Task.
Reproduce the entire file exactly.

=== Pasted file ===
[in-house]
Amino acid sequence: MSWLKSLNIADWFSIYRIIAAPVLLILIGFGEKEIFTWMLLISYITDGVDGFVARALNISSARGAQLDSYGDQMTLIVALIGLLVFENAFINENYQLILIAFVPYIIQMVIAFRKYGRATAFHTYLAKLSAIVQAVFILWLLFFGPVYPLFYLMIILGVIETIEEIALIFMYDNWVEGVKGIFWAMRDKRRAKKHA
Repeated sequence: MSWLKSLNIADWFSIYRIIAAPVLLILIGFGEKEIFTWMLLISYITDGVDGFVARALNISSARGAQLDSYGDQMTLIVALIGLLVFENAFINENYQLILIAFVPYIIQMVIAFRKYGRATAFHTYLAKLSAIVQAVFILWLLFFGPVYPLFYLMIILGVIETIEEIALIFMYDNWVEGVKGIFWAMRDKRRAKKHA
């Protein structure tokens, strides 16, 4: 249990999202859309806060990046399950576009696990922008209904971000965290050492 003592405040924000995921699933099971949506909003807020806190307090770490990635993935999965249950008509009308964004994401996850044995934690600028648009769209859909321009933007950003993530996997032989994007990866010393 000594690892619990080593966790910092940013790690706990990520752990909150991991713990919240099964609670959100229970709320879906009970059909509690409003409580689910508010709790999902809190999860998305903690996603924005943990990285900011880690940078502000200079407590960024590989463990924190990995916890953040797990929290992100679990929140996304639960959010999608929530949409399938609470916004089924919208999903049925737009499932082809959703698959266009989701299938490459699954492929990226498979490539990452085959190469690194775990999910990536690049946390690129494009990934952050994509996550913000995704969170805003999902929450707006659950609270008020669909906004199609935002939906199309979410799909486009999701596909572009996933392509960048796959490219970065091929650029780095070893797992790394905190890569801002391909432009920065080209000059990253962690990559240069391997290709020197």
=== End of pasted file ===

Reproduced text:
[in-house]
Amino acid sequence: MSWLKSLNIADWFSIYRIIAAPVLLILIGFGEKEIFTWMLLISYITDGVDGFVARALNISSARGAQLDSYGDQMTLIVALIGLLVFENAFINENYQLILIAFVPYIIQMVIAFRKYGRATAFHTYLAKLSAIVQAVFILWLLFFGPVYPLFYLMIILGVIETIEEIALIFMYDNWVEGVKGIFWAMRDKRRAKKHA
Repeated sequence: MSWLKSLNIADWFSIYRIIAAPVLLILIGFGEKEIFTWMLLISYITDGVDGFVARALNISSARGAQLDSYGDQMTLIVALIGLLVFENAFINENYQLILIAFVPYIIQMVIAFRKYGRATAFHTYLAKLSAIVQAVFILWLLFFGPVYPLFYLMIILGVIETIEEIALIFMYDNWVEGVKGIFWAMRDKRRAKKHA
């Protein structure tokens, strides 16, 4: 249990999202859309806060990046399950576009696990922008209904971000965290050492 003592405040924000995921699933099971949506909003807020806190307090770490990635993935999965249950008509009308964004994401996850044995934690600028648009769209859909321009933007950003993530996997032989994007990866010393 000594690892619990080593966790910092940013790690706990990520752990909150991991713990919240099964609670959100229970709320879906009970059909509690409003409580689910508010709790999902809190999860998305903690996603924005943990990285900011880690940078502000200079407590960024590989463990924190990995916890953040797990929290992100679990929140996304639960959010999608929530949409399938609470916004089924919208999903049925737009499932082809959703698959266009989701299938490459699954492929990226498979490539990452085959190469690194775990999910990536690049946390690129494009990934952050994509996550913000995704969170805003999902929450707006659950609270008020669909906004199609935002939906199309979410799909486009999701596909572009996933392509960048796959490219970065091929650029780095070893797992790394905190890569801002391909432009920065080209000059990253962690990559240069391997290709020197």